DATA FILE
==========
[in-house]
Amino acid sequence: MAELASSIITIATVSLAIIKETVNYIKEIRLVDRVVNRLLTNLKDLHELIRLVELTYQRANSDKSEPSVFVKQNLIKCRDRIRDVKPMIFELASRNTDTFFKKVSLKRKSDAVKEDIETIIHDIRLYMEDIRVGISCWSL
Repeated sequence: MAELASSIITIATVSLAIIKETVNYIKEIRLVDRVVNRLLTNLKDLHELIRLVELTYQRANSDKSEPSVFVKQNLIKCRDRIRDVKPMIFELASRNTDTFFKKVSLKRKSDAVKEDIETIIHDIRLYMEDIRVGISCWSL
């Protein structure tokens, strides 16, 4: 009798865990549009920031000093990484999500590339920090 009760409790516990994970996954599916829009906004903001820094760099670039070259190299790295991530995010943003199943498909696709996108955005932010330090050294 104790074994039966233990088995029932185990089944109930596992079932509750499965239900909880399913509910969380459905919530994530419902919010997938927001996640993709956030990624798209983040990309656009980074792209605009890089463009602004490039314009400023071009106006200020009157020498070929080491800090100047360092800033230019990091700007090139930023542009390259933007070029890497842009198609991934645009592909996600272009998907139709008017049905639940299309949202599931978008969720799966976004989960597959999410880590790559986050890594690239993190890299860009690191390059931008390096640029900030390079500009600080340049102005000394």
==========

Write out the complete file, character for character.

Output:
[in-house]
Amino acid sequence: MAELASSIITIATVSLAIIKETVNYIKEIRLVDRVVNRLLTNLKDLHELIRLVELTYQRANSDKSEPSVFVKQNLIKCRDRIRDVKPMIFELASRNTDTFFKKVSLKRKSDAVKEDIETIIHDIRLYMEDIRVGISCWSL
Repeated sequence: MAELASSIITIATVSLAIIKETVNYIKEIRLVDRVVNRLLTNLKDLHELIRLVELTYQRANSDKSEPSVFVKQNLIKCRDRIRDVKPMIFELASRNTDTFFKKVSLKRKSDAVKEDIETIIHDIRLYMEDIRVGISCWSL
């Protein structure tokens, strides 16, 4: 009798865990549009920031000093990484999500590339920090 009760409790516990994970996954599916829009906004903001820094760099670039070259190299790295991530995010943003199943498909696709996108955005932010330090050294 104790074994039966233990088995029932185990089944109930596992079932509750499965239900909880399913509910969380459905919530994530419902919010997938927001996640993709956030990624798209983040990309656009980074792209605009890089463009602004490039314009400023071009106006200020009157020498070929080491800090100047360092800033230019990091700007090139930023542009390259933007070029890497842009198609991934645009592909996600272009998907139709008017049905639940299309949202599931978008969720799966976004989960597959999410880590790559986050890594690239993190890299860009690191390059931008390096640029900030390079500009600080340049102005000394």